Quiet day on Wall Street ends in modest losses; Twitter accused of cybersecurity negligence

Stocks dip as steadying yields calm Wall St.

NEW YORK — Stocks drifted to modest losses in a quiet Aug. 23 trading session, as steadying Treasury yields helped calm the market following its worst tumble in months.

The S&P 500 dipped 0.2 percent after flipping between small gains and losses most of Tuesday. The edge lower follows up on Monday’s sharp 2.1 percent drop, which came on the heels of the first losing week for the index in the last five.

The Dow Jones Industrial Average fell 0.5 percent, and the Nasdaq composite slipped less than 0.1 percent.

Volatility has returned to Wall Street following what had been a strong summer as worries rise about how aggressively the Federal Reserve will raise interest rates to knock down high inflation. Recent comments from some Fed officials have cooled hopes the Fed may end up less forceful than feared.

The yield on the 10-year Treasury has climbed back above 3 percent, for example, after starting the month close to 2.60 percent.

Yields calmed on Tuesday, though, which helped give stocks something of a reprieve. The two-year yield fell in particular following some weaker-than-forecast readings on the economy, down to 3.28 percent from 3.33 percent late Monday.

Ex-Twitter security chief turns whistleblower

WASHINGTON — A former head of security at Twitter has filed whistleblower complaints with U.S. officials, alleging that the company misled regulators about its cybersecurity defenses and its problems with fake accounts, according to reports by the Washington Post and CNN.

Peiter Zatko, Twitter’s security chief until he was fired early this year, filed the complaints last month with the U.S. Securities and Exchange Commission, the Federal Trade Commission and the Department of Justice.

Zatko didn’t immediately respond to a request for comment Aug. 23 but told the Post he “felt ethically bound” to come forward.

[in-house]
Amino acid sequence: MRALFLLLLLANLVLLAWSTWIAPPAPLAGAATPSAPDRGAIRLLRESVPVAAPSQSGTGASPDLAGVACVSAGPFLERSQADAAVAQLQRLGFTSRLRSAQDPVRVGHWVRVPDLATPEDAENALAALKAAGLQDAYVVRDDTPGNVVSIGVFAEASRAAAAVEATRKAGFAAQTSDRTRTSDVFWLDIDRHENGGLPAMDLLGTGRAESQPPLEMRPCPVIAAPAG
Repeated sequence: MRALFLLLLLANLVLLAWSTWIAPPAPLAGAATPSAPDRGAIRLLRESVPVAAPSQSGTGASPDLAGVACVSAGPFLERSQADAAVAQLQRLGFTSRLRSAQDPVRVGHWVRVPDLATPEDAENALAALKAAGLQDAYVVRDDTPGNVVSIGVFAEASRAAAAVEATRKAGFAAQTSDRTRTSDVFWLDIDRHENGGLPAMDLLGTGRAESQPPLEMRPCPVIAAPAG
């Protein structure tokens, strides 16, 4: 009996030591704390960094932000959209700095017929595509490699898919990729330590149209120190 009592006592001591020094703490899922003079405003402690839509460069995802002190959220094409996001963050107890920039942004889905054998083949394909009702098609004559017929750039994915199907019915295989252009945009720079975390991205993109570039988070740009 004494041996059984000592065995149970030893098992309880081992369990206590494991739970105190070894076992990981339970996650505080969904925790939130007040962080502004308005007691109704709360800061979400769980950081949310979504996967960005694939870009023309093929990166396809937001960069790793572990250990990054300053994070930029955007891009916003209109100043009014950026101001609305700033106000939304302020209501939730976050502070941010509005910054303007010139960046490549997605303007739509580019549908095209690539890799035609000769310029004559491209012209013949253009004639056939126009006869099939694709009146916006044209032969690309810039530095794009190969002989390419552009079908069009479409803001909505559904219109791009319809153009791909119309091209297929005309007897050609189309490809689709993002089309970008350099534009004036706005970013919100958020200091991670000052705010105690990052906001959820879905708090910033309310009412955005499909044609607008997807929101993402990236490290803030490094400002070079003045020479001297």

A whistleblower group said Zatko exhausted all attempts to get his concerns resolved inside the company. Several members of Congress are calling for an investigation.

Macy’s lowers outlook despite solid 2Q

NEW YORK —  Macy’s trimmed its expectations for the year Aug. 23 despite topping second-quarter expectations as it faces a glut of unsold inventory that has afflicted almost the entire retail sector.

The department store earned $275 million, or 99 cents per share, in the three-month period that ended July 30, or $1 if one-time charges are removed. That easily topped the per-share earnings of 86 cents that industry analysts had expected, according to a survey by FactSet. Sales slipped roughly 1% to $5.6 billion, but that was also stronger than anticipated.

Yet compared with the same period last year, sales and profit have cooled.

Sales at stores opened at least a year fell 1.5 percent, or 1.6% including licensed businesses like cosmetics. In contrast, its upscale Bloomingdale’s stores enjoyed an 8.8 percent increase in same-store sales. Online sales fell 5 percent during the second quarter, compared to the year-ago period, but was up 37 percent compared with the same period in 2019.

Americans are feeling four-decade high inflation and that has registered across the retail sector in the last few months with few exceptions. Shoppers are trading down to cheaper brands, looking for discounts, and making fewer visits to stores.

Fire risk prompts Hyundai, Kia recalls

DETROIT — Hyundai and Kia are telling owners of some large SUVs to park them outdoors and away from structures after a series of fires involving trailer hitch wiring.

The Korean automakers are recalling more than 281,000 vehicles in the U.S. because of the problem, but they haven’t figured out how to fix it yet.

The recalls cover more than 245,000 Hyundai Palisade and over 36,000 Kia Telluride SUVs from the 2020 through 2022 model years. The companies said debris and moisture can accumulate in a circuit board. That can cause an electrical short, which can lead to a fire. Hyundai said that dealers will inspect the wiring and remove a fuse as an interim repair.

The companies said a final repair is being developed.

Tesla hopes split was draw in new investors

NEW YORK — Unlike its electric cars, Tesla shares are about to get less expensive.

Tesla is splitting its stock 3 for 1, so after the close of trading Tuesday, investors will receive two additional Tesla shares for every one they owned as of Aug. 17.

In theory, that should drop Tesla’s share price by about two-thirds before trading starts on Wednesday to around $290. S

tock splits don’t make a company more valuable or more profitable, but the hope is the stock looks affordable to more investors. Tesla joins stock market heavyweights Amazon and Google parent Alphabet in splitting their high-priced shares this year.

GE workers in Alabama seek union

AUBURN, Ala. — Workers at a General Electric factory in Alabama launched an effort to form a union, joining a wave of labor organization efforts at large national companies.

Employees at the Auburn plant submitted union cards to the Birmingham office of the National Labor Relations Board in an organization effort with IUE-CWA. The 179-employee GE Aviation plant in makes aircraft engine parts.

The IUE-CWA indicated that a majority of workers submitted union cards, but did not provide an exact number.

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